It's true, kindness combats cruelty. And since we're in the midst of October's National Bullying Prevention Month, it's the perfect time to turn thoughts into actions.
Being kind, being nice, treating others the way you want to be treated, and not hiding behind a computer screen to tear down others anonymously -- it all sounds too simple. At the end of the day, your offline personality should reflect your online demeanor. Getting everyone on board, however, takes a village. Erasing harsh words and replacing them with respectful and thoughtful messages is the motivation behind SmartSign's #TakeNoBullies campaign.
#TakeNoBullies is about building a community of upstanding digital citizens. With a variety of engaging, catchy slogans such as "Is your status more important than their feelings?" and "Tweet Responsibility,"#TakeNoBullies is making a difference by donating their stickers and buttons to schools and libraries across the country.
Inspired by the campaign, SmartSign and I sought out ways to help communities educate our future leaders about how to prevent peer cruelty and promote kindness. We spoke with teachers, librarians, coaches, and parents about the roles they play in the younger generation's digital experience for a "Cyber-Shield" article series. Our discussions illustrate the significance of each of us stepping up to be that extra cyber-support for a child whenever they need it. Below, you can learn more from each of our conversations.
Parents: Creating a Cyber-Shield Through Parenting and Awareness
Teachers: How Teachers Can Help Create Cyber-Shields for Their Students
Peers: The Best Answer to Cyberbullying We've Seen Yet
Librarians: Cyberbullying Protection: Librarians As Cyber-Arms
Coaches: Cyberbullying Protection: Coaches Reaching Out to Be a Cyber-Arm
SmartSign recently partnered with New Port Richey Public Library in Florida for their Bullying Awareness Night. Jessica Meredith, the Youth Services Librarian, expressed enthusiasm about the campaign's messages and how teens perceived them:
By providing our community's teens with buttons and stickers from #TakeNoBullies, we give them an opportunity to share an important message with peers using a platform that is familiar to them.
Jessica continued to say,
It's impossible to ignore the impact that both social media and bullying have on today's youth. We should be using any means necessary to spread the concept of digital responsibility everywhere. The teens have been taking extra materials to share with their friends at school, which I think is awesome.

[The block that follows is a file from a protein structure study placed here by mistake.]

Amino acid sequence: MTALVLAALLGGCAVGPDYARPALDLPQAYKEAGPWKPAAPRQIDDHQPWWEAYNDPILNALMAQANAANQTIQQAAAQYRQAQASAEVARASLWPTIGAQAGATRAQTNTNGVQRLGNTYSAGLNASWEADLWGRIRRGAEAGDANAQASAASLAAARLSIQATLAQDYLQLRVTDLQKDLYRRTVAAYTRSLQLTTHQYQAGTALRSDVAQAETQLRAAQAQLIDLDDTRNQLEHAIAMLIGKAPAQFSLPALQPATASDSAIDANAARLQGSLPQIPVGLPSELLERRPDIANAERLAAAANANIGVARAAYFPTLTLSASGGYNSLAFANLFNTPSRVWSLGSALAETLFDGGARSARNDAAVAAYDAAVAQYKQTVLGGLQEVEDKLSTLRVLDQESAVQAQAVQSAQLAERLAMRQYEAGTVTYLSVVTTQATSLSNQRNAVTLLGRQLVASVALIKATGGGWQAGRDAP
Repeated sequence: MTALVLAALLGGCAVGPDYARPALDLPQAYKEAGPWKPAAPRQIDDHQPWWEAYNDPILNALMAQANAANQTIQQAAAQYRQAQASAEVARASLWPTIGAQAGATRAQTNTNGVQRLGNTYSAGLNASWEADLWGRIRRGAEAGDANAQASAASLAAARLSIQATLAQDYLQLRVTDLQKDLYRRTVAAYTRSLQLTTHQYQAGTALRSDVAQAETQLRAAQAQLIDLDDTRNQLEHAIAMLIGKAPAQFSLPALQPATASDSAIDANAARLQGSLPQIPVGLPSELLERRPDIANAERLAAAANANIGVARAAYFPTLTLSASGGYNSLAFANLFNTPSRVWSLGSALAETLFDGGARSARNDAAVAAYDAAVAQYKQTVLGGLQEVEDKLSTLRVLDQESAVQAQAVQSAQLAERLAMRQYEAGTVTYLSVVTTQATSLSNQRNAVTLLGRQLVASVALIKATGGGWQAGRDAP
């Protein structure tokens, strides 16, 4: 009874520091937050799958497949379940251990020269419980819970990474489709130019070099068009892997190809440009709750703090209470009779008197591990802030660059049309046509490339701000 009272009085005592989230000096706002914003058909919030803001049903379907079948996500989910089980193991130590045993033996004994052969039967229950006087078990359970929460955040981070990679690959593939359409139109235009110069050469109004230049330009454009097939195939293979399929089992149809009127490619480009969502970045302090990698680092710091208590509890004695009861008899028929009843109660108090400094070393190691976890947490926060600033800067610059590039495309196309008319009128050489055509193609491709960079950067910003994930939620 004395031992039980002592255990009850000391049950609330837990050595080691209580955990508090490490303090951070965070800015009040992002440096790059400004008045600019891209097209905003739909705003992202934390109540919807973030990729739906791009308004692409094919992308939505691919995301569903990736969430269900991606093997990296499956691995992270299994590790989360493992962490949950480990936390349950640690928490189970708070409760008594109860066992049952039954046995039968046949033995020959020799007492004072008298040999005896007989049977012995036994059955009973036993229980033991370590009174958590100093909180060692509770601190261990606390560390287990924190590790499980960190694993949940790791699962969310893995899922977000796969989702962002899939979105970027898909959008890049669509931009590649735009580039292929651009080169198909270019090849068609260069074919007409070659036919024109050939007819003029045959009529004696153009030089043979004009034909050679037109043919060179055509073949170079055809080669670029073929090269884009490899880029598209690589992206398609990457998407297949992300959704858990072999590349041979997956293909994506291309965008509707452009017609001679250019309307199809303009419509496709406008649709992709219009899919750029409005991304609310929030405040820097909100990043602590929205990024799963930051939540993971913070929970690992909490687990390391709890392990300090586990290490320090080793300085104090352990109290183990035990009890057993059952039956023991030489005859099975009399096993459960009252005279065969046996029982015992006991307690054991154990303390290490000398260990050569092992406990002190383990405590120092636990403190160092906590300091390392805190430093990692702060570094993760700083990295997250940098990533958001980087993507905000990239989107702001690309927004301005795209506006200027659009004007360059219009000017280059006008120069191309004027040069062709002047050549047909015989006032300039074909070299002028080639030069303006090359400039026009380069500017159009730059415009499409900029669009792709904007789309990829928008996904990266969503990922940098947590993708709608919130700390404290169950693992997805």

Integrating #TakeNoBullies resources into schools and libraries can spur the creation of new events and enhance already existing initiatives. Of these, schools can leverage #TakeNoBullies to start another kind of anti-bullying program: kindness clubs. Kindness clubs can take several forms, including cyber-mentoring senior citizens, which can help reduce cyberbullying across ages. In turn, the elders can provide wisdom for the youngsters, while at the same time bridging the digital divide. All in all, kindness clubs encourage taking it upon ourselves to do good for others without being asked.
As we consider the multitude of issues online facing young generations, we should also identify the successes we've made in increasing digital citizenship awareness. We need more businesses like SmartSign creating campaigns to make a positive influence on today's youth. We must raise our children with empathy and compassion and recognize that the children of today are the leaders of the tomorrow.
•Start a kindness program at your workplace, and ask your employer about getting involved in your community.
•There's never an act of kindness that's too small. Organize your neighborhood kindness club - all ages included.
•Take action and be an upstander when you witness online and offline cruelty.
•Visit Spark Kindness, Ripple Kindness , Pennies of Time and Random Acts of Kindness for more ideas to get started with your program.
Many thanks to SmartSign for their generosity and support to communities.